Since I had to get back to work and leave the family behind, I purchased at home the new Ardbeg Perpetuum. This was the new whisky release on Ardbeg day that for the first time in memory, I missed. But this has shown up in good quantities on Virginia’s ABC. The marketing on the box talks about its unending taste profile, and hence its name. I first tasted it neat, no water, and soon realized why the termed it perpetuum. It does stick to the tongue and linger, at length. When you add water and have more than one offering this sensation did disappear though. I can’t say that I didn’t like this, as I enjoy any Ardbeg offering, but I cannot say that I’m blown away. The best/last Ardbeg I’ve had was the Ardbog offering. And to date, nothing beats the current offering Uigeadail. So Perpetuum is worth a purchase but temper your enthusiasm. It should cost you close to $99 USD.

Haig Single Grain Scotch Whisky

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It’s been awhile since I’ve been impressed by a new scotch whisky. Especially one that is influenced by pop culture or non traditional bottle design or packaging. That has just changed. I’m not sure what Diageo set out to prove with this whisky but I really believe they have made something completely unique and its timing is perfect!

I’m a lover of single malts! I have only had a handful of really good single grains and the best was a sixty year old at a very exclusive event in Vegas. This Single Grain created by Haig and promoted by the very well known David Beckham is first class. The bottle and packaging is bespoke, but it’s the whisky itself I find remarkable. In nosing you get the sense that you are nosing a cologne. The bottle even looks like a cologne bottle. It’s light in color and you are very aware that this will not be a single malt. My first taste confirmed what my nose had seen. This is a soft, floral whisky. It’s so unique I dare compare it to anything cause I really think you should try it.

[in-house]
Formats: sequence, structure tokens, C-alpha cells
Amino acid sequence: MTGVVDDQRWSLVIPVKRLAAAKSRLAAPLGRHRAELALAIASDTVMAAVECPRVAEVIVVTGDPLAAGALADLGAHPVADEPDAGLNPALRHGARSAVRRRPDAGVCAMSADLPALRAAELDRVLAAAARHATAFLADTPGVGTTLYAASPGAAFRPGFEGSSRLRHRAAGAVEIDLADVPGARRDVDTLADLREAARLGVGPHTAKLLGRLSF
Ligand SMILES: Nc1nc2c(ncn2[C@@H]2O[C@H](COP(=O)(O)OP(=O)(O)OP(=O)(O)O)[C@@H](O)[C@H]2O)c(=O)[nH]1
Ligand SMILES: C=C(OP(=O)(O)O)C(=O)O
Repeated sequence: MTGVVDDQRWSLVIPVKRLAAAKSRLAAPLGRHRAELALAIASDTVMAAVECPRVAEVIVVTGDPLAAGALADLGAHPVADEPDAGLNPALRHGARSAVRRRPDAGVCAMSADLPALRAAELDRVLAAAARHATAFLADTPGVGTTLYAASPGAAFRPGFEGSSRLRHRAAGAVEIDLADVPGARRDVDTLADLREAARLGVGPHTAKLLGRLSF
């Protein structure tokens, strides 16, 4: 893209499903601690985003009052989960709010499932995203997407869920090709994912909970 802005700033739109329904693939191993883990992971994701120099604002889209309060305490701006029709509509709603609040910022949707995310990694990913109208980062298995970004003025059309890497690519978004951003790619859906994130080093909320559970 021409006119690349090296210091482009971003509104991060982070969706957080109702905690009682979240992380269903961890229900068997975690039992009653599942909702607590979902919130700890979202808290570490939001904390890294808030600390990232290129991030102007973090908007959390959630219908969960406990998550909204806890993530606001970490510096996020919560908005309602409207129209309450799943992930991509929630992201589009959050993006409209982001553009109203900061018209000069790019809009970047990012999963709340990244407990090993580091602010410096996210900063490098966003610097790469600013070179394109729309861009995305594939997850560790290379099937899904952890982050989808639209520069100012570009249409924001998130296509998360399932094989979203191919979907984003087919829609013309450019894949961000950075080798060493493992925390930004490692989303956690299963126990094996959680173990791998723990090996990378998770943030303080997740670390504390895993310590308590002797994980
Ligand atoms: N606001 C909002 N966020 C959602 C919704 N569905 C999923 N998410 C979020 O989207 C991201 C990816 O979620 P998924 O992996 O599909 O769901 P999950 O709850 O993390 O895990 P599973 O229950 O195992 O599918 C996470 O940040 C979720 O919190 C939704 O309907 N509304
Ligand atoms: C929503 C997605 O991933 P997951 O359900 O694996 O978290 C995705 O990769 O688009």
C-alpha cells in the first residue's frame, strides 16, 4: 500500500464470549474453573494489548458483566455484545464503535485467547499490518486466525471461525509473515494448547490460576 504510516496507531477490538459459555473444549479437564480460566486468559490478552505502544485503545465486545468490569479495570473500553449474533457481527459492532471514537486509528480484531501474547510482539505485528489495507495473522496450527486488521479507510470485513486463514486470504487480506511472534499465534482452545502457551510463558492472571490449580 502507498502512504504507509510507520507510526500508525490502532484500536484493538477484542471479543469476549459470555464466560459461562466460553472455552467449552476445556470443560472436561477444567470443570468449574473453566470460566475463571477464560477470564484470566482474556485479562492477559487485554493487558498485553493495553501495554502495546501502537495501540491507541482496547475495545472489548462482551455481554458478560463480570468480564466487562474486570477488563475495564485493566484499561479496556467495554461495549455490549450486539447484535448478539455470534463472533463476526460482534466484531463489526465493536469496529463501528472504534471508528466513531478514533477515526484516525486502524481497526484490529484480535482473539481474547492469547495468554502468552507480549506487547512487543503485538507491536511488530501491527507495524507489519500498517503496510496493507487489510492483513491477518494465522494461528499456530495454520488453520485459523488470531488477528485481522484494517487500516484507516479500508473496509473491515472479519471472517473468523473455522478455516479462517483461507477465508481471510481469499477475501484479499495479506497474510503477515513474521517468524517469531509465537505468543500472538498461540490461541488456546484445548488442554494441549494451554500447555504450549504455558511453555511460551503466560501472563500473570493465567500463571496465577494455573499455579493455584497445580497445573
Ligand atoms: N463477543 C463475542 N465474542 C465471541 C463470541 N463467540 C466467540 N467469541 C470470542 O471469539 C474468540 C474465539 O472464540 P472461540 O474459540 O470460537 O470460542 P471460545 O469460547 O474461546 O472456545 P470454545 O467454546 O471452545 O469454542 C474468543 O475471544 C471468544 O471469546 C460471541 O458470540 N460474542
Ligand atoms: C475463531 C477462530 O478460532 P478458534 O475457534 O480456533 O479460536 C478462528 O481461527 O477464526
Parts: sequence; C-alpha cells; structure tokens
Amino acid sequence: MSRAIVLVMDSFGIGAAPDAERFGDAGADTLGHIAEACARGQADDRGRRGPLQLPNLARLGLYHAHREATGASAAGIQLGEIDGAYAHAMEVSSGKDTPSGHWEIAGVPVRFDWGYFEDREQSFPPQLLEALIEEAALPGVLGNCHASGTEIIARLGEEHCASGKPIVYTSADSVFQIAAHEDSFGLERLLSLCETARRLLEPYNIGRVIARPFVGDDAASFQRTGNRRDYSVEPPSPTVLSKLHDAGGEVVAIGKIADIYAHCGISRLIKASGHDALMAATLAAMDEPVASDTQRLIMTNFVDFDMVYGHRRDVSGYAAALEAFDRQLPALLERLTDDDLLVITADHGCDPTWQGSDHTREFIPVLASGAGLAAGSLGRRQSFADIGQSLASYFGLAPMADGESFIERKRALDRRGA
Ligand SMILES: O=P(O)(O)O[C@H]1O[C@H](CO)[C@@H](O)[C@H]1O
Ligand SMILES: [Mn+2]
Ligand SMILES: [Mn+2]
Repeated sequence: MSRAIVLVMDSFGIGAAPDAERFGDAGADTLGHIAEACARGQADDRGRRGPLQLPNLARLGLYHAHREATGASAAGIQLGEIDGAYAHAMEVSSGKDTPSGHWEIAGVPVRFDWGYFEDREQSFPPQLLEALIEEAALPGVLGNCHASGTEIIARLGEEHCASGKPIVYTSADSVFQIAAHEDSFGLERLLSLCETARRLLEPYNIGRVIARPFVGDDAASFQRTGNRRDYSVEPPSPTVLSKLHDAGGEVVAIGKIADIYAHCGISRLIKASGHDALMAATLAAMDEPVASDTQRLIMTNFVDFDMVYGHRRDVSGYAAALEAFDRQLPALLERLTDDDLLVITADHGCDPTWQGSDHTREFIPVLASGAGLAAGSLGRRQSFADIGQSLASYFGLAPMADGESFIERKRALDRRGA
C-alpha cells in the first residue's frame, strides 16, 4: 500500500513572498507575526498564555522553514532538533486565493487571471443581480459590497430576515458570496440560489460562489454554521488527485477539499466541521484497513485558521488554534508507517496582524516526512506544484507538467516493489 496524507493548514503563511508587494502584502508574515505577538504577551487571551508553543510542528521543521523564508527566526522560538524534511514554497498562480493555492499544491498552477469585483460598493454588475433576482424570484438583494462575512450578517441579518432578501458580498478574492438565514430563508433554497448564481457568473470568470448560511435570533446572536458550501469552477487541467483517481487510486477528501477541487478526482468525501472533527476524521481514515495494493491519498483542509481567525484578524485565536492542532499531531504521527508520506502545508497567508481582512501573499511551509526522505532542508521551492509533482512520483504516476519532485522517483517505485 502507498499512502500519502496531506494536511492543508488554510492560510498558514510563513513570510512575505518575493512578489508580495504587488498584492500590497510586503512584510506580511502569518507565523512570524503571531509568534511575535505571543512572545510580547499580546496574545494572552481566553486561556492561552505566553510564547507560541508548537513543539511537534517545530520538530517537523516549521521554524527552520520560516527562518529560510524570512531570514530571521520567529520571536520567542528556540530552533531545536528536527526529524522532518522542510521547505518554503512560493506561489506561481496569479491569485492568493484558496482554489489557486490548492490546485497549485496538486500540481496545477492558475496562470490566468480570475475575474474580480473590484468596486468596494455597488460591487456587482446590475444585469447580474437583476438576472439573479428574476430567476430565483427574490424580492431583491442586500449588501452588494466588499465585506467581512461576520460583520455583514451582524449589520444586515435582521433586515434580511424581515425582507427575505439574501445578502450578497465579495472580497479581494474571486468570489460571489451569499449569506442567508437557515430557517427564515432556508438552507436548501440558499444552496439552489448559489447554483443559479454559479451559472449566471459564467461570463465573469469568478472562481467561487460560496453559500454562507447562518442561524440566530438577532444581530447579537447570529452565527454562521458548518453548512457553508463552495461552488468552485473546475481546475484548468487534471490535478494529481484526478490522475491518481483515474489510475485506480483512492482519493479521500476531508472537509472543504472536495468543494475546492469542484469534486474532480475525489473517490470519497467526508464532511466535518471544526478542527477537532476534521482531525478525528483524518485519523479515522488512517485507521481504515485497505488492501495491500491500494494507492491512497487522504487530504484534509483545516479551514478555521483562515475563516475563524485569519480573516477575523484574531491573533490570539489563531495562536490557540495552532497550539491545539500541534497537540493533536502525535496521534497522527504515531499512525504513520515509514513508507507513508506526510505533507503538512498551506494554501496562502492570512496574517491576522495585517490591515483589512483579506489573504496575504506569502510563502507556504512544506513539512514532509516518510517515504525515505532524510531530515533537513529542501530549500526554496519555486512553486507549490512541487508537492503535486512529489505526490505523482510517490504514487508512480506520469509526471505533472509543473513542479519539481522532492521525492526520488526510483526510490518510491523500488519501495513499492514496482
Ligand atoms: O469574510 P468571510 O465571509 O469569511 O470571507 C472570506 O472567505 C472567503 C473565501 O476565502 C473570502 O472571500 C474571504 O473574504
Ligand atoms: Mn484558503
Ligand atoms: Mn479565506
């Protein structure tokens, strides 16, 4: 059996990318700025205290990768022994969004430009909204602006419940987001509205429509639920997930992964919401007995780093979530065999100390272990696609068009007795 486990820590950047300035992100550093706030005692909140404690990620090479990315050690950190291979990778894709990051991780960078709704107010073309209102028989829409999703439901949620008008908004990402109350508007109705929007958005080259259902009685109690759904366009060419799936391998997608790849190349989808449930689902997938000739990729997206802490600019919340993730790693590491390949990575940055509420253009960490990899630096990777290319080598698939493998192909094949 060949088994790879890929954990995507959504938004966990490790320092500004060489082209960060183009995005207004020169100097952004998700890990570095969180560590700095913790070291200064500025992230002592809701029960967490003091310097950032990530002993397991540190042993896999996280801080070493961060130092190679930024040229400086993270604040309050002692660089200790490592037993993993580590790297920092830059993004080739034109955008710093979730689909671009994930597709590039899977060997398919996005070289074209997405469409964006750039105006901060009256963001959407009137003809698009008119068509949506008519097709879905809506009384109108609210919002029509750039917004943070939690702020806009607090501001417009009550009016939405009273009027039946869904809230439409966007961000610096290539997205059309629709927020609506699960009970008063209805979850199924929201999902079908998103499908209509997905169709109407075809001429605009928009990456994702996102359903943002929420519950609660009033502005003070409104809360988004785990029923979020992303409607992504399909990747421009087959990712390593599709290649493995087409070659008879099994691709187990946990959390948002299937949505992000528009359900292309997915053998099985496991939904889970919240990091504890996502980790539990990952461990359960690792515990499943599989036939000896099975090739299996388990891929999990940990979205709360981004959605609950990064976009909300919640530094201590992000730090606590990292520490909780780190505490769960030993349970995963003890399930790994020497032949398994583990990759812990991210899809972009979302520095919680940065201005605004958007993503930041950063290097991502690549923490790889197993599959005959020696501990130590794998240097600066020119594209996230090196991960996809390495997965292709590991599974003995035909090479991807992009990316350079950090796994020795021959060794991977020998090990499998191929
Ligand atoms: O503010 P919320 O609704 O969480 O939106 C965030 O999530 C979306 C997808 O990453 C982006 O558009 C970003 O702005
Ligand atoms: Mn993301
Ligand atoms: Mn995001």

At 40% ABV, you can sip it neat. If you add some water it really evens out and is quite pleasant. I would even recommend this to new whisky drinkers who are trying to drink whisky without throwing Coke in it.

Alas, it isn’t the cheapest whisky! So this price point in the USA of about $70 is high but there isn’t anything like it so I think it has a chance to be successful. A great Christmas gift!

Cheers and Merry Christmas!!

Balvenie 15 yr Single Barrel Sherry Cask

Balvenie 15 year Sherry CaskSo I have a long liking of The Balvenie Scotch Whisky and I don’t ever think that will change, but this latest offering opens a new door to me as an enthusiast of Balvenie. If you are wondering if you should buy this as you stand in the whisky aisle I hate to be long-winded but this opinion is going to be a bit drawn out.

Balvenie, to the whisky enthusiast, is an easily recognized dram. It’s vanilla and honeyed prevalence is without equal in Scotland’s whisky industry. It is without question one of the first scotch whiskies you should try from Scotland. This one, however, is not that one.